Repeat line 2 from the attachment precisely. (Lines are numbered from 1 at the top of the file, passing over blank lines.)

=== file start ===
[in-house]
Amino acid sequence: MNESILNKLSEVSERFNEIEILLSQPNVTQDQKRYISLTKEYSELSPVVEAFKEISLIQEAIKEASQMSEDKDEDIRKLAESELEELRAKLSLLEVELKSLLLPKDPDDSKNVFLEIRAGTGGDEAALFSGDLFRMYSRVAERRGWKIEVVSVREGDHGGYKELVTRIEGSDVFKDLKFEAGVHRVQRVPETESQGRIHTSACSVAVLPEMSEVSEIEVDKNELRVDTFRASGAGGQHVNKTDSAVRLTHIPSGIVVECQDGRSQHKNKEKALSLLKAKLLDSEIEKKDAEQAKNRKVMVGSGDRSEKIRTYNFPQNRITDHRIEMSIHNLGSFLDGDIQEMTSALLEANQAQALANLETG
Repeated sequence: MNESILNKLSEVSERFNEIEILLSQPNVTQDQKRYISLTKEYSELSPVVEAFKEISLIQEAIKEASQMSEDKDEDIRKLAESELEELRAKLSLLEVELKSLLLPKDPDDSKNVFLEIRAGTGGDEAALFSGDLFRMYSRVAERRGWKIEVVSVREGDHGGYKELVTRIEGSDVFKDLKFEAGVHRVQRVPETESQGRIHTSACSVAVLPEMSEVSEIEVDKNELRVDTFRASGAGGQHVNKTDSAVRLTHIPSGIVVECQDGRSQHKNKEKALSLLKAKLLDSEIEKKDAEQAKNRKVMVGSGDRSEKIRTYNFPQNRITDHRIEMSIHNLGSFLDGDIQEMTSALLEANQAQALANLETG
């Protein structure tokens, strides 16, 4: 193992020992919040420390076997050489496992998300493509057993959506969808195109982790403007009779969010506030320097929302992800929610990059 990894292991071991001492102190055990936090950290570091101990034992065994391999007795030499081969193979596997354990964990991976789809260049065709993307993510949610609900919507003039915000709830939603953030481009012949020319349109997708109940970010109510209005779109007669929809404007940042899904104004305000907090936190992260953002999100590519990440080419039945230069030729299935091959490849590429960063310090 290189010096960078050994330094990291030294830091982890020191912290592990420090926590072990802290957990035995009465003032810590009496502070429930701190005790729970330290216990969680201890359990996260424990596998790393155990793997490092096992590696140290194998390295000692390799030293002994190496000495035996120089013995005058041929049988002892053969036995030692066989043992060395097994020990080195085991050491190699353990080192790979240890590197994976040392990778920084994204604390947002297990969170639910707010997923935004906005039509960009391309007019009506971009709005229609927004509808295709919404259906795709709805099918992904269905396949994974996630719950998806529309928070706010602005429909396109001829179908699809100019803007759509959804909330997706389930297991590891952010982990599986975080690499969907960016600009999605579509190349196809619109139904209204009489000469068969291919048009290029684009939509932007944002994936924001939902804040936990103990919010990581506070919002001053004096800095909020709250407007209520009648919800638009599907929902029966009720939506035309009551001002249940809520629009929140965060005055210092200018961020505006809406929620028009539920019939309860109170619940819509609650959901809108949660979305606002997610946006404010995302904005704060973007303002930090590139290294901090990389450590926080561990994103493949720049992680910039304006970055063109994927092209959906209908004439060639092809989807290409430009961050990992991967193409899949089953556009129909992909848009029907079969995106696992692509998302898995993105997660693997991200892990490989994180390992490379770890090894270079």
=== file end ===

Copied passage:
Amino acid sequence: MNESILNKLSEVSERFNEIEILLSQPNVTQDQKRYISLTKEYSELSPVVEAFKEISLIQEAIKEASQMSEDKDEDIRKLAESELEELRAKLSLLEVELKSLLLPKDPDDSKNVFLEIRAGTGGDEAALFSGDLFRMYSRVAERRGWKIEVVSVREGDHGGYKELVTRIEGSDVFKDLKFEAGVHRVQRVPETESQGRIHTSACSVAVLPEMSEVSEIEVDKNELRVDTFRASGAGGQHVNKTDSAVRLTHIPSGIVVECQDGRSQHKNKEKALSLLKAKLLDSEIEKKDAEQAKNRKVMVGSGDRSEKIRTYNFPQNRITDHRIEMSIHNLGSFLDGDIQEMTSALLEANQAQALANLETG